Sunday, 16 December 2012

Hegel in Berlin (Part One)


This post is the first of several, dealing with Hegel's time in Berlin from 1818 to 1831. The material is drawn from Karl Rosenkranz's Life of Hegel (1844), the first biography of Hegel. During this time Hegel taught at Berlin University and was involved in the development of Prussian politics, culture and society. Many of his posthumously published lectures date from this period, during which his original works included the Philosophy of Right (1821), the second and third editions of his Encyclopaedia of Philosophical Sciences (1827, 1830) and some notable contributions to journals.

Saturday, 3 November 2012

Hegel in Heidelberg


This is an account of Hegel's time in Heidelberg from 1816 to 1818, drawn from Karl Rosenkranz's Life of Hegel (1844), the first biography of Hegel. It includes discussions of Hegel's essays on Jacobi and on the Wurtemberg Estates. I exclude from this the chapter on the first edition of the Encyclopadia (1817), which I have translated in a previous post.

Monday, 15 October 2012

First edition of the Encyclopedia

There follows a complete translation of the very brief chapter on the first edition of Hegel's Encyclopaedia of Philosophical Sciences (1817) in Karl Rosenkranz' Life of Hegel (1844) taken from his coverage of Hegel's time in Heidelberg. The standard English translations of the Encyclopaedia are of the later editions rather than of this edition of which Rosenkranz speaks so highly. William Wallace translated the later editions of the Encyclopaedia Logic (1873) and Philosophy of Mind (1894), with the Encyclopaedia translation only completed in the 1970s with AV Miller's Philosophy of Nature. In this light, Rosenkranz' preference for the first edition is worth pondering.

Sunday, 14 October 2012

Brief notes on the Science of Logic

 
These are my notes from the brief chapter on Hegel's Science of Logic in Karl Rosenkranz' Life of Hegel (1844). This gave rise to an interesting exchange of views on the Hegel-list on the nature of the Logic, which we concluded was a logic of experience-as-a-whole rather than a pure development of abstract concepts (as my version of Rosenkranz suggested) or a deceptive removal of layers of abstraction to return to a common sense view of the world (as alleged by Friedrich Trendelenberg and Andrew Seth later in the 19th century).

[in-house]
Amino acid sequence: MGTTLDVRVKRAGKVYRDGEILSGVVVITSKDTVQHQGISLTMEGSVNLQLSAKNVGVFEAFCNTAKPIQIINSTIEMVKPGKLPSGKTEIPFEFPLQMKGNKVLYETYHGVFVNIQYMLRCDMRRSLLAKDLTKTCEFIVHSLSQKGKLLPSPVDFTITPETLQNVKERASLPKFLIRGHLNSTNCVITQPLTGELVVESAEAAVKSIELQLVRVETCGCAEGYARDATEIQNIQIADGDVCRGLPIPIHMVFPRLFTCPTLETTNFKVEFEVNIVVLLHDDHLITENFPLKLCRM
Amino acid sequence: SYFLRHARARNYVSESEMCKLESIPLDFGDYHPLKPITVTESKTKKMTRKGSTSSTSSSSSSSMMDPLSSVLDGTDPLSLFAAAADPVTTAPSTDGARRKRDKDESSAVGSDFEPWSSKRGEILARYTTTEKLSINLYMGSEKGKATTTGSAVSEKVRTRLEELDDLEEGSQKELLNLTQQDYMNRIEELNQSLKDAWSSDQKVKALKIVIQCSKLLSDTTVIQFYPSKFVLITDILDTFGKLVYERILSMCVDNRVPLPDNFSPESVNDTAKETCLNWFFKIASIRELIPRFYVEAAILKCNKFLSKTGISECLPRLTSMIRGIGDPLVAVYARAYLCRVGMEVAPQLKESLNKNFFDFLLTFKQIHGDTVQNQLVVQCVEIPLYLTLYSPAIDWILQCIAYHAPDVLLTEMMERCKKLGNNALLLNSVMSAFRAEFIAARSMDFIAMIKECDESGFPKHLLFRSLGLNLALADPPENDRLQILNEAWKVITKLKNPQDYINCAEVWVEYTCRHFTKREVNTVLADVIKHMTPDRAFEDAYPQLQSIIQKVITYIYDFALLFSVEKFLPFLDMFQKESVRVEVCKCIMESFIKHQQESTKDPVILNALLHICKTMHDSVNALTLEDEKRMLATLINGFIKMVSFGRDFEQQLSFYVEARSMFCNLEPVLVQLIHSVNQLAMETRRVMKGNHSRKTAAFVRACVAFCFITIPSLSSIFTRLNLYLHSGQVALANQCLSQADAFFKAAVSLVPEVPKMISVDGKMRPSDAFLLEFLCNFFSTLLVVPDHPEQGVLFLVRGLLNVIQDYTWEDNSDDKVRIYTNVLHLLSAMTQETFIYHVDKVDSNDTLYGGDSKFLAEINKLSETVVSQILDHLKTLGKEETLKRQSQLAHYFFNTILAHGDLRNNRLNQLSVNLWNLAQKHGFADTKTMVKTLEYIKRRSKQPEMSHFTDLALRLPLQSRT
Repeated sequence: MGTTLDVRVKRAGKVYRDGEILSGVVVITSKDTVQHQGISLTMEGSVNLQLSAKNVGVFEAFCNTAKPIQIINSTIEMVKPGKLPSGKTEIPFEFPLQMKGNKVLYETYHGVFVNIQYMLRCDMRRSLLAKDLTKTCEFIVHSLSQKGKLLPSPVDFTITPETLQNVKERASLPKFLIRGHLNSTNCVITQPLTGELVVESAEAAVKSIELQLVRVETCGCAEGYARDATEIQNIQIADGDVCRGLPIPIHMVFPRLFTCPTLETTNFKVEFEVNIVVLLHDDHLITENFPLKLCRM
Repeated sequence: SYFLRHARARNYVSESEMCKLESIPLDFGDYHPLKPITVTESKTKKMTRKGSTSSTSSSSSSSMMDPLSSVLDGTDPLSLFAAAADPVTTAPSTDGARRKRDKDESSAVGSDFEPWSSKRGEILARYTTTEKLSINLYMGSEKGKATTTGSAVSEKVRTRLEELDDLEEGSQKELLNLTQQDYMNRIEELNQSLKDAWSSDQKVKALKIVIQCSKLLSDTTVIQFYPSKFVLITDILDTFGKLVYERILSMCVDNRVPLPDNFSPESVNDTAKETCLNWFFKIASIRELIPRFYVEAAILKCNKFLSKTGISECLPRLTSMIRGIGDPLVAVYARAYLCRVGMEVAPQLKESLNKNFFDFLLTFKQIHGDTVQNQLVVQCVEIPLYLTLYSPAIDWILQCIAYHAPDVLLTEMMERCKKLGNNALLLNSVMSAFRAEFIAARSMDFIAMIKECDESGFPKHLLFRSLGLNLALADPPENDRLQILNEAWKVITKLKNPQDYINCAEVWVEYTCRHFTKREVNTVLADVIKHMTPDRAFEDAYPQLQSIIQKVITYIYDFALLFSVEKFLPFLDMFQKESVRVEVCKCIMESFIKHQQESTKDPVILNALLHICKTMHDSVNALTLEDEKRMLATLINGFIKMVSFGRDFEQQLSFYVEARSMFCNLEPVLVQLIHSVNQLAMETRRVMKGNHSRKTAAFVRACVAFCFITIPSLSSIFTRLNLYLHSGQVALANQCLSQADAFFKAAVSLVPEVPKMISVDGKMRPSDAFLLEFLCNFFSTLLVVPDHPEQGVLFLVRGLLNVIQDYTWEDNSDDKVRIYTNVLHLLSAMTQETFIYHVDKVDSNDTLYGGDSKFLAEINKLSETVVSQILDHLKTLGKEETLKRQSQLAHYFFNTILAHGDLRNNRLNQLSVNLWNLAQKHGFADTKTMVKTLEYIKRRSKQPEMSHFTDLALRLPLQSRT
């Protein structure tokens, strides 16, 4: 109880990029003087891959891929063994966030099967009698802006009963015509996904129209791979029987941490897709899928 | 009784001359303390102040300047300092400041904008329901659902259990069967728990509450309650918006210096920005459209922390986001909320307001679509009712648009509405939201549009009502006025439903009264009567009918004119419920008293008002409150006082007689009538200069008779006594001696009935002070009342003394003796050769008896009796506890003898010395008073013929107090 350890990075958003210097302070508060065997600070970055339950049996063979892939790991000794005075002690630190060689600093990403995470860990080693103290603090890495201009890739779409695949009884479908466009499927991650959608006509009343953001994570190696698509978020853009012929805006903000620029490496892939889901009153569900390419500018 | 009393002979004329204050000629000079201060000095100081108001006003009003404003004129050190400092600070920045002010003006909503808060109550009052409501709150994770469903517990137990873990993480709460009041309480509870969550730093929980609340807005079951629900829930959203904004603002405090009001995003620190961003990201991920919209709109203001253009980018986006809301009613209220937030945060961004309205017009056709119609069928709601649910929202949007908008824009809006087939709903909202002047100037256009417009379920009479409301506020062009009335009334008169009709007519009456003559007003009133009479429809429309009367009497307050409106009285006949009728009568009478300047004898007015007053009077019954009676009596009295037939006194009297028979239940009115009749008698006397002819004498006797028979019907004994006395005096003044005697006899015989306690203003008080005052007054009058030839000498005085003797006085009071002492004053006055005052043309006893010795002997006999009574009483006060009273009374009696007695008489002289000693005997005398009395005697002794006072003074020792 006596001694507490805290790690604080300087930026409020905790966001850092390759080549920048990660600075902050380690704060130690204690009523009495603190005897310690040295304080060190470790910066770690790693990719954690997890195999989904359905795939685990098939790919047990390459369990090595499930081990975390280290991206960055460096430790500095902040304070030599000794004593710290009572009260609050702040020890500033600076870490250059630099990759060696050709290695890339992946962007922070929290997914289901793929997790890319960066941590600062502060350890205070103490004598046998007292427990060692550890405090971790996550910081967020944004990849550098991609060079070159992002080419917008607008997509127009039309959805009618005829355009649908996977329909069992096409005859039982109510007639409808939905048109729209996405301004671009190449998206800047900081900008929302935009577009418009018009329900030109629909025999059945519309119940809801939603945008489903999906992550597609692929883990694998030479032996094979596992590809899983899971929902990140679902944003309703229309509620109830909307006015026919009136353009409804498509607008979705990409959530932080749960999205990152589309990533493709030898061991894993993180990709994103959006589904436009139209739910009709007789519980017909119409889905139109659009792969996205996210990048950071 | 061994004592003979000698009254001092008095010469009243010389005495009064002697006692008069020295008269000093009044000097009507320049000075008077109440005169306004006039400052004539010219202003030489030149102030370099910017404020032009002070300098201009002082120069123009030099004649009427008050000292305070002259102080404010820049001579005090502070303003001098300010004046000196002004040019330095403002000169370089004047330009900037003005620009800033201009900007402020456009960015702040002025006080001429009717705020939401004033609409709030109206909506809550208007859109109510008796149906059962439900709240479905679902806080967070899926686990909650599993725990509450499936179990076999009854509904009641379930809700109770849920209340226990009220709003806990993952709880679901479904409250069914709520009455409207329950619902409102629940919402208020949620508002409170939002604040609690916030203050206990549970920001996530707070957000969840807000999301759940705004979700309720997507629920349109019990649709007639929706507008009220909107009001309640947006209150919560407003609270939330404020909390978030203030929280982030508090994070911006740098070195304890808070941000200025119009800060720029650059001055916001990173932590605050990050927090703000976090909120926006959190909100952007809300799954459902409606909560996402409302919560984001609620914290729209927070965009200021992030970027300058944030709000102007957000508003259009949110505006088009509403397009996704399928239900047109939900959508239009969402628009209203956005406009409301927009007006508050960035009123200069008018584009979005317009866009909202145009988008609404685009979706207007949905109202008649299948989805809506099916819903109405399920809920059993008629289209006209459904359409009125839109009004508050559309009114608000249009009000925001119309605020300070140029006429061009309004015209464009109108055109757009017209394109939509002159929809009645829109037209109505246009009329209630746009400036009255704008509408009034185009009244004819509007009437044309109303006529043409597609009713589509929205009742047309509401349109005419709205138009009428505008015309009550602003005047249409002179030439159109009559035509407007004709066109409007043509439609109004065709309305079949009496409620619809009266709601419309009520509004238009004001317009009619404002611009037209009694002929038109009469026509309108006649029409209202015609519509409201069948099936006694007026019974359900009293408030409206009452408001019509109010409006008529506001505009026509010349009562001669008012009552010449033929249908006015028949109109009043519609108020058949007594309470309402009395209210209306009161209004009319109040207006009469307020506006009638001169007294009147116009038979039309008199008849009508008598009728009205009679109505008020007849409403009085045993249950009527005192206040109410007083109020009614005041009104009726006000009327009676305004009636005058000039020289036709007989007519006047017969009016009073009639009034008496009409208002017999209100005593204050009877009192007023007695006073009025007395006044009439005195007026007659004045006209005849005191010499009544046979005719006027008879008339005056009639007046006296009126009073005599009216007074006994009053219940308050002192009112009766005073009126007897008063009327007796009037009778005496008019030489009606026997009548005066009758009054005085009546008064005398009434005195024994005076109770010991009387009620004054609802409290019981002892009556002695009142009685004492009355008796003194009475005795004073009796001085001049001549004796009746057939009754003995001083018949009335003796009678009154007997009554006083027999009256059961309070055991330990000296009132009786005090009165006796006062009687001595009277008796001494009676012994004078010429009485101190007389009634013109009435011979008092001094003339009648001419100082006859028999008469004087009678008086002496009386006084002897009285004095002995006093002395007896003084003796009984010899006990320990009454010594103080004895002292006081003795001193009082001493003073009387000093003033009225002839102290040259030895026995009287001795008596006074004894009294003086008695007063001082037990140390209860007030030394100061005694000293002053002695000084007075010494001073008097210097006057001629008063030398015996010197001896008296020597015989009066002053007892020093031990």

Sunday, 30 September 2012

Hegel and John Macmurray on Personhood and Society


There follows my review from the John Macmurray Newsletter 30, Autumn 2012, of Esther McIntosh's book John Macmurray's Religious Philosophy (Farnham: Ashgate, 2011). In my view Macmurray's thought contains some views deriving ultimately from Hegel, in particular the Form of the Personal, whilst other ideas are adopted from French phenomenology and the British idealist tradition. The review follows the structure of the book and addresses in turn: the nature of persons; child development; society and politics; and religion.

The John Macmurray Fellowship can be found here.

Wednesday, 29 August 2012

Hegel in Nuremberg


This post covers my reading of Hegel's period at Nürnberg, including his rectorship at the Aegidiengymnasium and marriage, drawn again from Book II of Karl Rosenkranz's Hegels Leben (1844). I will reserve comments on the Science of Logic for a separate post.

Saturday, 28 July 2012

John Macmurray’s Early Milieu


This post reproduces Stephen Cowley's article in the John Macmurray Fellowship Newsletter 24 (2009). The article relates some central ideas of the personalist philosopher John Macmurray (1891-1976) to those of his British Idealist teachers in Glasgow (see photo above, from Kelvingrove Park) and Oxford. The Idealist movement flourished in Victorian and early 20th century Britain, seeking to develop ideas drawn from Kant and Hegel by way of a critique of contemporary empiricist and scientific thought on society and the nature of the mind.

The John Macmurray Fellowship website can be found here.

Tuesday, 26 June 2012

Hegel in Bamberg

There follows an account of Hegel's time in Bamberg as editor of the Bamberger Zeitung, drawn from Karl Rosenkranz's Life of Hegel (1844), followed by Rosenkranz's analysis of Hegel's essay on The German Constitution in the subsequent chapter, which later commentators state that he misdates to this period and which certainly has a less mature style than he attained in the Phenomenology and Critical Journal articles.

Monday, 25 June 2012